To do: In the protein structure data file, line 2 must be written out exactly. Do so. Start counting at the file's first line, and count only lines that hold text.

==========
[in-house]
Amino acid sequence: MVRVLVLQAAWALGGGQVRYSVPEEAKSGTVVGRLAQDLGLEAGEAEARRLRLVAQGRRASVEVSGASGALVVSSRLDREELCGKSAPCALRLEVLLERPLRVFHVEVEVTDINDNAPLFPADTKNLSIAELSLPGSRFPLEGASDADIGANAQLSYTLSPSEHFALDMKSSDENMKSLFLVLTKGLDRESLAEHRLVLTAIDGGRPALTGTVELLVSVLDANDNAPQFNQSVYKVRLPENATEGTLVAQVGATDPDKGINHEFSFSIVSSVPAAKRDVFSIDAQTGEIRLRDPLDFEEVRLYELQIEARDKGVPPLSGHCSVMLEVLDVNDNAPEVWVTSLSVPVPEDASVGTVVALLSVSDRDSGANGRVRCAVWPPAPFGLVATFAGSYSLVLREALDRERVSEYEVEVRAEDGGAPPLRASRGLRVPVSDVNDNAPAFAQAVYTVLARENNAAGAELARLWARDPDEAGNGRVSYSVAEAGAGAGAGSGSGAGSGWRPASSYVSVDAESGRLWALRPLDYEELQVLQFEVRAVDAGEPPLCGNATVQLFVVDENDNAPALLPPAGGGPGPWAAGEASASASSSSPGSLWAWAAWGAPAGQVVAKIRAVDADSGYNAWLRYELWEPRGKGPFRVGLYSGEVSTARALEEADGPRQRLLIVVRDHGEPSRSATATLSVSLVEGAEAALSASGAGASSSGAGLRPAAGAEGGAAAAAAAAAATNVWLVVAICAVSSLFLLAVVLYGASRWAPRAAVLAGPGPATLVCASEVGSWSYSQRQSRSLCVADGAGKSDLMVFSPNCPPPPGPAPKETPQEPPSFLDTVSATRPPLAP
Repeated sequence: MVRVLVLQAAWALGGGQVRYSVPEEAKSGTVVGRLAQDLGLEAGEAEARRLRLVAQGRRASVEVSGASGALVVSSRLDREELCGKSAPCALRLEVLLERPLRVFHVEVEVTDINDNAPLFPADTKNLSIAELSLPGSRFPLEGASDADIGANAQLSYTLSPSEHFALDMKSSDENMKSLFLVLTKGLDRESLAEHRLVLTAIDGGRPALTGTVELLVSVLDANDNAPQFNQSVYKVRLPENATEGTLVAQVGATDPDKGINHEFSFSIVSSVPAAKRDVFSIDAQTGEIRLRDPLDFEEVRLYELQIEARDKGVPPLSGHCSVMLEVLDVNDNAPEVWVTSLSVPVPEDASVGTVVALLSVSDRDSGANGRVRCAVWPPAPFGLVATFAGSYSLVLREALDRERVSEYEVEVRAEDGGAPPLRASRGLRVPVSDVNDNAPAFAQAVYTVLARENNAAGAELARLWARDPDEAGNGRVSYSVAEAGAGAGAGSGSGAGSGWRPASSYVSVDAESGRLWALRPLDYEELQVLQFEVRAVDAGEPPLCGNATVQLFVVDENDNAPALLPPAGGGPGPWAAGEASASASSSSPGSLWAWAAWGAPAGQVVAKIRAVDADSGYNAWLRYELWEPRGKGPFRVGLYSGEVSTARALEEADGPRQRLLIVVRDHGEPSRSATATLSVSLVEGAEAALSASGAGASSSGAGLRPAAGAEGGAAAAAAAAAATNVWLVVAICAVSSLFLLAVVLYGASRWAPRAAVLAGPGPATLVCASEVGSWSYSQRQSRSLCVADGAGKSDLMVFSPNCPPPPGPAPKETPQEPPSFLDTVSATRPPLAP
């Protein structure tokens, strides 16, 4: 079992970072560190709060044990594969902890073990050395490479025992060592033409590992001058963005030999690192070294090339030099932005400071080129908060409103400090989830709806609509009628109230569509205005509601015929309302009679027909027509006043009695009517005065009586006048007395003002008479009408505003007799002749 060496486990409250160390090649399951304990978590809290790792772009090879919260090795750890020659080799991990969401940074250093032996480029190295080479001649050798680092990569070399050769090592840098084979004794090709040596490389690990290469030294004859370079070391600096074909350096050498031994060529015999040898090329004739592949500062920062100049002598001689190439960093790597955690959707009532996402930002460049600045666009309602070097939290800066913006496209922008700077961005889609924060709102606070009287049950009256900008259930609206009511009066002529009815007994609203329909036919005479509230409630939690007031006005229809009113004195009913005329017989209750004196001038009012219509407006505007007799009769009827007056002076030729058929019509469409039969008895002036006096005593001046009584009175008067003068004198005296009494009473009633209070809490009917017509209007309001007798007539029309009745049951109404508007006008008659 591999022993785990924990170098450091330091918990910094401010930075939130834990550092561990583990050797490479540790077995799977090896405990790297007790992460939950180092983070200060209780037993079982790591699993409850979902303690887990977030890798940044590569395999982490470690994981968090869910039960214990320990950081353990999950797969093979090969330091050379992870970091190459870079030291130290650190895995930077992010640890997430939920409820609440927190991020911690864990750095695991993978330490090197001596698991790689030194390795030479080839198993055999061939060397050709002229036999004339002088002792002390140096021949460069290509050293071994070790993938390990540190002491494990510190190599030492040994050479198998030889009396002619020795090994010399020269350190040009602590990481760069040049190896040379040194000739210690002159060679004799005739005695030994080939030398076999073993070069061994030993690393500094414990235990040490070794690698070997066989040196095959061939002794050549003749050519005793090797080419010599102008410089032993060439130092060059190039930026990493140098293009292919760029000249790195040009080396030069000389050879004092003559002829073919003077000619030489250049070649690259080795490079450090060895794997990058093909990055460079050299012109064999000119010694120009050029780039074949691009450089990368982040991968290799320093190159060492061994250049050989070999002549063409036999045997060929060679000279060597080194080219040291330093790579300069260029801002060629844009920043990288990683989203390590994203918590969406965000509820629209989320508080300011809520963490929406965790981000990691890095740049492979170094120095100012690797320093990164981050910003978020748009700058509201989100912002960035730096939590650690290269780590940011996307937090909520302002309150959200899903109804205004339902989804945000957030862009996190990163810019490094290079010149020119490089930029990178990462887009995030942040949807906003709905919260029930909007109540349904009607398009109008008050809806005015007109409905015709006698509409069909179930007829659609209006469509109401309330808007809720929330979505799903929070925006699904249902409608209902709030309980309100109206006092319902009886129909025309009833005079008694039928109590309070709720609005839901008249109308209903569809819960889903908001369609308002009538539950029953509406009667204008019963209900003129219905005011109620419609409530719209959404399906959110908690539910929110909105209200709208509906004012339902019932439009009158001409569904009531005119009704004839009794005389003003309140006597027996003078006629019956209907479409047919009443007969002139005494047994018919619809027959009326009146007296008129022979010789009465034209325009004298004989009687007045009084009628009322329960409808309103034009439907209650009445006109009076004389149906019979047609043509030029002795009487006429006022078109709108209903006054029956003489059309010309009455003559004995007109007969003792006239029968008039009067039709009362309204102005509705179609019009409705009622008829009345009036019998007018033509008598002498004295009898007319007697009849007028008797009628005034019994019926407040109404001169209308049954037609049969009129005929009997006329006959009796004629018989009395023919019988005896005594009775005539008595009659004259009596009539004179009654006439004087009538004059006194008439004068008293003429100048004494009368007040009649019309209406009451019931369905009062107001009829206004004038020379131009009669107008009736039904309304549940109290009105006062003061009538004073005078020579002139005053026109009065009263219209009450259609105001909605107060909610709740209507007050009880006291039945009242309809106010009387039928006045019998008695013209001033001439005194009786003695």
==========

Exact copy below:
Amino acid sequence: MVRVLVLQAAWALGGGQVRYSVPEEAKSGTVVGRLAQDLGLEAGEAEARRLRLVAQGRRASVEVSGASGALVVSSRLDREELCGKSAPCALRLEVLLERPLRVFHVEVEVTDINDNAPLFPADTKNLSIAELSLPGSRFPLEGASDADIGANAQLSYTLSPSEHFALDMKSSDENMKSLFLVLTKGLDRESLAEHRLVLTAIDGGRPALTGTVELLVSVLDANDNAPQFNQSVYKVRLPENATEGTLVAQVGATDPDKGINHEFSFSIVSSVPAAKRDVFSIDAQTGEIRLRDPLDFEEVRLYELQIEARDKGVPPLSGHCSVMLEVLDVNDNAPEVWVTSLSVPVPEDASVGTVVALLSVSDRDSGANGRVRCAVWPPAPFGLVATFAGSYSLVLREALDRERVSEYEVEVRAEDGGAPPLRASRGLRVPVSDVNDNAPAFAQAVYTVLARENNAAGAELARLWARDPDEAGNGRVSYSVAEAGAGAGAGSGSGAGSGWRPASSYVSVDAESGRLWALRPLDYEELQVLQFEVRAVDAGEPPLCGNATVQLFVVDENDNAPALLPPAGGGPGPWAAGEASASASSSSPGSLWAWAAWGAPAGQVVAKIRAVDADSGYNAWLRYELWEPRGKGPFRVGLYSGEVSTARALEEADGPRQRLLIVVRDHGEPSRSATATLSVSLVEGAEAALSASGAGASSSGAGLRPAAGAEGGAAAAAAAAAATNVWLVVAICAVSSLFLLAVVLYGASRWAPRAAVLAGPGPATLVCASEVGSWSYSQRQSRSLCVADGAGKSDLMVFSPNCPPPPGPAPKETPQEPPSFLDTVSATRPPLAP